B-24H 44-40468 B/H Mean Kid crash-landed at RAF Manston. With 18BS. Pilot: Laskin. Picture in Roger Freeman, The Mighty Eighth, p.156. Story of this mission told by Sam Laskin in 34th Bombardment Group (H) 1941-1945, p.41 and by John Wolf on pp.41-42. LT Laskin received the Silver Star for this mission.

source: 34th Bomb Group Mission List compiled by Gary L. Ferrell
351BG Mission Report - 59 aircraft were sent on this mission.

42-102478 Lt. A. J. Cesarini - Shot down by flak. POW 7, KIA 2, EVD 1.

42-97066 Lt. J. R. Dixey - Shot down by flak. POW 7, KIA 1, RTD 2.

42-97798 Lt. G. L. Williamson - Shot down by flak. POW 10.

source: 351st Bomb Group web page
384BG Mission Report - 384th BG Mission Number 135B. The primary and secondary targets were hidden by 10/10 cloud cover, so a target of opportunity, the airfield at Creil, was bombed. Primary Target: Airfield - Coulommiers, France. Target Attacked : Target of Opportunity (Visual): German Air Force (Luftwaffe) - Criel, France

39 aircraft assigned to this mission: Completed Mission - 35. Failed To Return - 1. Scrubbed - 1. Ground Spare, Unused - 2
42-37776 Maggart, Richard L - Over the target four enemy fighters dove through the formation, shooting off a big chunk of this B-17's stabilizer; a shell went through her wing, grazing a gas tank and a mass of controls, but did no damage. When she reached her hardstand, the sub-depot boys had a new stabilizer there by the time the props stopped turning.
42-97188 Summerville, Robert Dana - Failed to Return LGrp 'B'; MIA; e/a; cr Chateaudun, Fr; MACR 5800;
42-97510 Sullivan, James D - #3 engine went out shortly after leaving Primary (which was not attacked) due to e/a; forced to jettison 38x100GP in open field to keep up w formation

source: 384th Bomb Group web page
388BG Mission Report - Again the 8th Air Force heavy bombers were sent out to attack German occupied airfields in France and Belgium. The 388th furnished three Groups to make up the 45th C Combat Wing. Each Group was assigned different targets.

39 a/c took-off between 0400 and 0433 hours and formations were effected without difficulty. 3 a/c aborted, 1 for mechanical reasons and 2 a/c as scheduled. The Wing followed the briefed course to the targets which were covered by 8/10th clouds. This caused the high and low Groups to make second bomb runs over the target. Bombs were away from the lead Group at 0754 hours from 23,000 feethigh Group at 0832 hours from 23,700 feet and the low Group at 0855 hours from 22,000 feet. Strike photos show that our bombs were dropped on the runways and dispersal areas.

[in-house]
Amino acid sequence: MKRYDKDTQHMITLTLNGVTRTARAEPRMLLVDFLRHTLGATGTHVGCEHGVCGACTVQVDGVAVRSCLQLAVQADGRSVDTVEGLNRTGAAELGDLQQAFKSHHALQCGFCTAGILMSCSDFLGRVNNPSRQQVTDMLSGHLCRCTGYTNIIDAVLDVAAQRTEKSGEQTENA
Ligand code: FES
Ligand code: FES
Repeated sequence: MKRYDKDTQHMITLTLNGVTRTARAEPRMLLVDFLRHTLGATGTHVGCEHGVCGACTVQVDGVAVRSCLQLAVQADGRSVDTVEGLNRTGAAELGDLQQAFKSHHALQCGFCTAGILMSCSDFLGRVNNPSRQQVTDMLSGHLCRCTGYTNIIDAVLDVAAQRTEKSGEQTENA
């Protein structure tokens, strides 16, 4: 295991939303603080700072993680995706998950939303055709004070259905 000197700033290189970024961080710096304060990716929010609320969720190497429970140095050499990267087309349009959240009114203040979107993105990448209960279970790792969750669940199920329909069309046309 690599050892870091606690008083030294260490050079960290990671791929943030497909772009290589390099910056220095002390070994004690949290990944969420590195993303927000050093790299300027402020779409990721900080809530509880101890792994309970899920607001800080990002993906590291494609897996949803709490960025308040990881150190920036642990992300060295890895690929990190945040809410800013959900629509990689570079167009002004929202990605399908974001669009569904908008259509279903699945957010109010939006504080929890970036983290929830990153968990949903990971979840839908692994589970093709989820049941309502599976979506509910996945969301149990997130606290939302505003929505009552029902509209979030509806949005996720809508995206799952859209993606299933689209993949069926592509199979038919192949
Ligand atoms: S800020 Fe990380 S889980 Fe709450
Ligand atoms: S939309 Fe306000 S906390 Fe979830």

Moderate accurate flak was encountered at the southern defenses of Brussels.

No enemy a/c were seen on this mission.

source: 388th Bomb Group web page
392nd Bomb Group Mission Reportsource: 392nd Bomb Group web page
401BG / 612BS Mission Report - Le Bourget was the target for June 14th when the large airdrome near Paris was attacked by 5 boxes of 12 aircraft each from the Group. All five boxes did excellent bombing for one of the most successful demonstrations ever of efficient heavy bomber work. Flak was moderate and very accurate at the target and several enemy aircraft were encountered. These enemy aircraft accounted for the loss of one of the Group's aircraft. All other crews returned safely. source: 612th Bombardment Squadron History
401BG / 614BS Mission Report - Colonel Bowman led 60 B-17's from the 401st to attack the famous Le Bourget airfield which was used as a night fighter base. supply and repair depot, and had large transport facilities. It was an important German Air Force operational base. The 614th put up 14 aircraft of the 60 furnished by the Group. Colonel Bowman led the 1st Division of 502 aircraft on one of the most successful raids of the war. Five Boxes of 12 aircraft each were assigned separate MPI's and everyone was a "shack". Major Hinkle led the High Box with Capt. C.M. Smith as navigator and Lt. H.B. Briarton as bomb- ardier. Moderate, accurate flak was encountered at the target and one fighter attack occurred near the I.P. 2nd Lt. R.H. Schroeder of the 615th Squadron was lost on this mission. Crews: Owens Chapman Lipka Filemyr Bartley Taylor Rozzell.source: 614th Bombardment Squadron History
401BG / 615BS Mission Report - This mission was a record for the 401st and the 8th Air Force. The 401st furnished 60 aircraft for the mission, the greatest number it was to put up on one mission in its history. The 8th A.F. put up 1,525 four-engined bombers and 908 fighters, another record. The targets were a mixture of airfields, supply depots and oil refineries. The 60 401st crews were briefed at 0115 hrs and the two Wings were airborne by 0517 hrs and on their way to Paris where their primary target was the airfield where Lindbergh had landed after crossing the Atlantic.